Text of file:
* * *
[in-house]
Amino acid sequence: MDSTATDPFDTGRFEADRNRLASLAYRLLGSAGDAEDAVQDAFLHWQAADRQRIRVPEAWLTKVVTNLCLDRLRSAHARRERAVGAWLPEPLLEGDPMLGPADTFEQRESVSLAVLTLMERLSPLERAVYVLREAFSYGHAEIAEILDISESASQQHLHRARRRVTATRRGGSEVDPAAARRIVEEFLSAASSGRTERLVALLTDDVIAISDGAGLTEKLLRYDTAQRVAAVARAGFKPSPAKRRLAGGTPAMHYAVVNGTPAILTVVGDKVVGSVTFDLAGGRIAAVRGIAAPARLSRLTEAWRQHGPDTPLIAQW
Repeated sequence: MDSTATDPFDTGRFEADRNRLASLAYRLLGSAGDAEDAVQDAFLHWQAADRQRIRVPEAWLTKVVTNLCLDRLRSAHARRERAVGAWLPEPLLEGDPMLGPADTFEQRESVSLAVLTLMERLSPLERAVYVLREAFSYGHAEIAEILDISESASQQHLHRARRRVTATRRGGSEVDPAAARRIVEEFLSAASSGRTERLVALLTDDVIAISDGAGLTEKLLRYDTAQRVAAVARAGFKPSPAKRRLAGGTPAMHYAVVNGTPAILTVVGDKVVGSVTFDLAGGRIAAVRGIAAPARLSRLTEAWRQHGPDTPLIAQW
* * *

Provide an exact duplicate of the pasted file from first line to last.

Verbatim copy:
[in-house]
Amino acid sequence: MDSTATDPFDTGRFEADRNRLASLAYRLLGSAGDAEDAVQDAFLHWQAADRQRIRVPEAWLTKVVTNLCLDRLRSAHARRERAVGAWLPEPLLEGDPMLGPADTFEQRESVSLAVLTLMERLSPLERAVYVLREAFSYGHAEIAEILDISESASQQHLHRARRRVTATRRGGSEVDPAAARRIVEEFLSAASSGRTERLVALLTDDVIAISDGAGLTEKLLRYDTAQRVAAVARAGFKPSPAKRRLAGGTPAMHYAVVNGTPAILTVVGDKVVGSVTFDLAGGRIAAVRGIAAPARLSRLTEAWRQHGPDTPLIAQW
Repeated sequence: MDSTATDPFDTGRFEADRNRLASLAYRLLGSAGDAEDAVQDAFLHWQAADRQRIRVPEAWLTKVVTNLCLDRLRSAHARRERAVGAWLPEPLLEGDPMLGPADTFEQRESVSLAVLTLMERLSPLERAVYVLREAFSYGHAEIAEILDISESASQQHLHRARRRVTATRRGGSEVDPAAARRIVEEFLSAASSGRTERLVALLTDDVIAISDGAGLTEKLLRYDTAQRVAAVARAGFKPSPAKRRLAGGTPAMHYAVVNGTPAILTVVGDKVVGSVTFDLAGGRIAAVRGIAAPARLSRLTEAWRQHGPDTPLIAQW